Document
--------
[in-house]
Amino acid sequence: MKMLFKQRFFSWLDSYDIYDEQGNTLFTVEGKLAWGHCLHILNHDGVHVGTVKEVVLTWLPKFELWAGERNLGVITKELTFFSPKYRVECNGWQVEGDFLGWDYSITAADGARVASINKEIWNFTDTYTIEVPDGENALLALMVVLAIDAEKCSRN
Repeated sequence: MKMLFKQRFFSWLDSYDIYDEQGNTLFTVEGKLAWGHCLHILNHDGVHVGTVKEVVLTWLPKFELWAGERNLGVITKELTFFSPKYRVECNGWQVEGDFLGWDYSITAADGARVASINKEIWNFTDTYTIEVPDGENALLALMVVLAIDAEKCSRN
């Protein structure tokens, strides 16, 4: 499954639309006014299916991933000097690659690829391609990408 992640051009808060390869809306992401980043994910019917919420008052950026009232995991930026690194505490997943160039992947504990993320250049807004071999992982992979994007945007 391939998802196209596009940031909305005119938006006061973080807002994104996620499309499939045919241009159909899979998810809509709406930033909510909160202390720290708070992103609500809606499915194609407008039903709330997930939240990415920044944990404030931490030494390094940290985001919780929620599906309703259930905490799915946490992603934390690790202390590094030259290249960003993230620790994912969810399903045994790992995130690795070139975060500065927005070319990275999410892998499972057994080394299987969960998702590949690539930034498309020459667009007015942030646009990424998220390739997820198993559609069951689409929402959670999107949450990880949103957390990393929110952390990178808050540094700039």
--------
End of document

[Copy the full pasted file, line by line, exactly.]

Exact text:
[in-house]
Amino acid sequence: MKMLFKQRFFSWLDSYDIYDEQGNTLFTVEGKLAWGHCLHILNHDGVHVGTVKEVVLTWLPKFELWAGERNLGVITKELTFFSPKYRVECNGWQVEGDFLGWDYSITAADGARVASINKEIWNFTDTYTIEVPDGENALLALMVVLAIDAEKCSRN
Repeated sequence: MKMLFKQRFFSWLDSYDIYDEQGNTLFTVEGKLAWGHCLHILNHDGVHVGTVKEVVLTWLPKFELWAGERNLGVITKELTFFSPKYRVECNGWQVEGDFLGWDYSITAADGARVASINKEIWNFTDTYTIEVPDGENALLALMVVLAIDAEKCSRN
């Protein structure tokens, strides 16, 4: 499954639309006014299916991933000097690659690829391609990408 992640051009808060390869809306992401980043994910019917919420008052950026009232995991930026690194505490997943160039992947504990993320250049807004071999992982992979994007945007 391939998802196209596009940031909305005119938006006061973080807002994104996620499309499939045919241009159909899979998810809509709406930033909510909160202390720290708070992103609500809606499915194609407008039903709330997930939240990415920044944990404030931490030494390094940290985001919780929620599906309703259930905490799915946490992603934390690790202390590094030259290249960003993230620790994912969810399903045994790992995130690795070139975060500065927005070319990275999410892998499972057994080394299987969960998702590949690539930034498309020459667009007015942030646009990424998220390739997820198993559609069951689409929402959670999107949450990880949103957390990393929110952390990178808050540094700039």